It is now widely believed that people's moral judgments can affect their causal judgments, but a great deal of confusion remains about precisely why this effect arises.
For a simple example, consider the following case:
The receptionist in the philosophy department keeps her desk stocked with pens. The administrative assistants are allowed to take the pens, but faculty members are supposed to buy their own.
The administrative assistants typically do take the pens. Unfortunately, so do the faculty members. The receptionist has repeatedly emailed them reminders that only administrative assistants are allowed to take the pens.
On Monday morning, one of the administrative assistants encounters Professor Smith walking past the receptionist's desk. Both take pens. Later that day, the receptionist needs to take an important message… but she has a problem. There are no pens left on her desk.
Faced with this case, most subjects say that the professor did cause the problem but that the administrative assistant did not
cause the problem. Yet it seems that the only major difference between
these two agents lies in the moral status of what they are doing. How
could this moral difference be making a difference in people's causal
Christopher Hitchcock and I have a new suggestion about what might be going on here. Our hypothesis draws on the idea that people's causal judgments are based on counterfactual reasoning. On this approach, people evaluate the two causal claims presented here by considering two counterfactual scenarios:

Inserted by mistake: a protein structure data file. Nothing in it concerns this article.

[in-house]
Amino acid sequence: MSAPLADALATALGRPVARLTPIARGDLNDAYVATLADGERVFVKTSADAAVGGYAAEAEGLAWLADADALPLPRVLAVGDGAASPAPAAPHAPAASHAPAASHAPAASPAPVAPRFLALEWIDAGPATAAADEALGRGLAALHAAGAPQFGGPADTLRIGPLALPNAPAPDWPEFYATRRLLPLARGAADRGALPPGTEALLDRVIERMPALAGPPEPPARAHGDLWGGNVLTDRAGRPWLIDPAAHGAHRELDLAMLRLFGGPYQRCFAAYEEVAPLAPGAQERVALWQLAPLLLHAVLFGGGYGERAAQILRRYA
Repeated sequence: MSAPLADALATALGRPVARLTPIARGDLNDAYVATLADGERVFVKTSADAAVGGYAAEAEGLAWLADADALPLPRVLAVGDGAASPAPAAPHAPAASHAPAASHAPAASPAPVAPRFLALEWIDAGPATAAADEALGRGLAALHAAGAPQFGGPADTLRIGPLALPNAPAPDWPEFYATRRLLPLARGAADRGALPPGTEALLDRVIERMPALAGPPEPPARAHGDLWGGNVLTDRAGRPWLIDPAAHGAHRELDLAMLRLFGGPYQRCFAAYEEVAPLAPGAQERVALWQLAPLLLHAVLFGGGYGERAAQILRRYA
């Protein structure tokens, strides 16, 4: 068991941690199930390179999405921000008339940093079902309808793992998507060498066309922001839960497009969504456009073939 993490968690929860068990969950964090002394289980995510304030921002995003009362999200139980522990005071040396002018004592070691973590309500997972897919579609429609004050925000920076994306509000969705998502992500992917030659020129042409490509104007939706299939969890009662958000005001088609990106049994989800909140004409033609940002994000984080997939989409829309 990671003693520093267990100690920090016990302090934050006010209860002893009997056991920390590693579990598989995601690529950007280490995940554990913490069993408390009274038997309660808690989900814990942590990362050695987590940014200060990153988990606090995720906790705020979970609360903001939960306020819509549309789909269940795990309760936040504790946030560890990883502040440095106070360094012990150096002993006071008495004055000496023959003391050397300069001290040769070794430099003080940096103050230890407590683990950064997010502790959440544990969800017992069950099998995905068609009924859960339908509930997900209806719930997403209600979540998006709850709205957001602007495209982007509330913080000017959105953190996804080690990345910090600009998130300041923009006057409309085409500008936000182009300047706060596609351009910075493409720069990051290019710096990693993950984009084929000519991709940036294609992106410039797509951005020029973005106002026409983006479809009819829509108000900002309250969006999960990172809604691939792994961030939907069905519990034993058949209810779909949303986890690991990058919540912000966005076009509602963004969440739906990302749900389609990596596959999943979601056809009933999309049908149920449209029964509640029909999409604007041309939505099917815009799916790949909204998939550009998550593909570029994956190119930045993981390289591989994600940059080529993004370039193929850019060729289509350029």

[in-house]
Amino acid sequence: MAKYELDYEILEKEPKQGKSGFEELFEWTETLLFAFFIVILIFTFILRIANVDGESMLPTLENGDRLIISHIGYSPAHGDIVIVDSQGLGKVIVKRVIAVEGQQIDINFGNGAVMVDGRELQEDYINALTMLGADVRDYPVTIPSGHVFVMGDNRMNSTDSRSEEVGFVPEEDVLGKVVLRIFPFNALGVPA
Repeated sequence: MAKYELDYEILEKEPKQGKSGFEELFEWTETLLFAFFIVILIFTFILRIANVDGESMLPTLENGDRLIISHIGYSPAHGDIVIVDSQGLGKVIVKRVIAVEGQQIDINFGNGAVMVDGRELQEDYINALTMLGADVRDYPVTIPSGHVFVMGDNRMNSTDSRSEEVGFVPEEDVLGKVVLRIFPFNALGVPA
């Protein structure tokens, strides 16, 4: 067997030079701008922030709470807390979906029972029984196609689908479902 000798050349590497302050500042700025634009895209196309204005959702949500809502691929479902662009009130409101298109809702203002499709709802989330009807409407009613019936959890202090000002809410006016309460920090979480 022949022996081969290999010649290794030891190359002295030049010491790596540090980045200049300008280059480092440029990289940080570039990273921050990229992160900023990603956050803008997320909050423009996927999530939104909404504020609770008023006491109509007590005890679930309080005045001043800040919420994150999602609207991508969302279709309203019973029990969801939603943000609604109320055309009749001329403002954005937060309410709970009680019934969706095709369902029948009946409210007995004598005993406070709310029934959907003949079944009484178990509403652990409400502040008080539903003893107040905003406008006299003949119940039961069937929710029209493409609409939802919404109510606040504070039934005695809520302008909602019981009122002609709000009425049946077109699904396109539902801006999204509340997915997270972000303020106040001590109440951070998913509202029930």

- If the professor had not taken a pen,...
- If the administrative assistant had not taken a pen,...
The thought then is that people's moral judgments affect the degree to which they regard each of these counterfactuals as relevant. When they consider the counterfactual about the professor, it strikes them as a highly relevant one, which would certainly be worth considering. By contrast, when they consider the counterfactual about the administrative assistant, it strikes them as entirely irrelevant. (Why would anyone even want to know what would have happened under these circumstances?)
So the overall idea is that causal judgments draw on counterfactual reasoning but that people's intuitions about the relevance of counterfactuals are affected by moral judgments... and moral judgments therefore end up indirectly affecting people's causal judgments.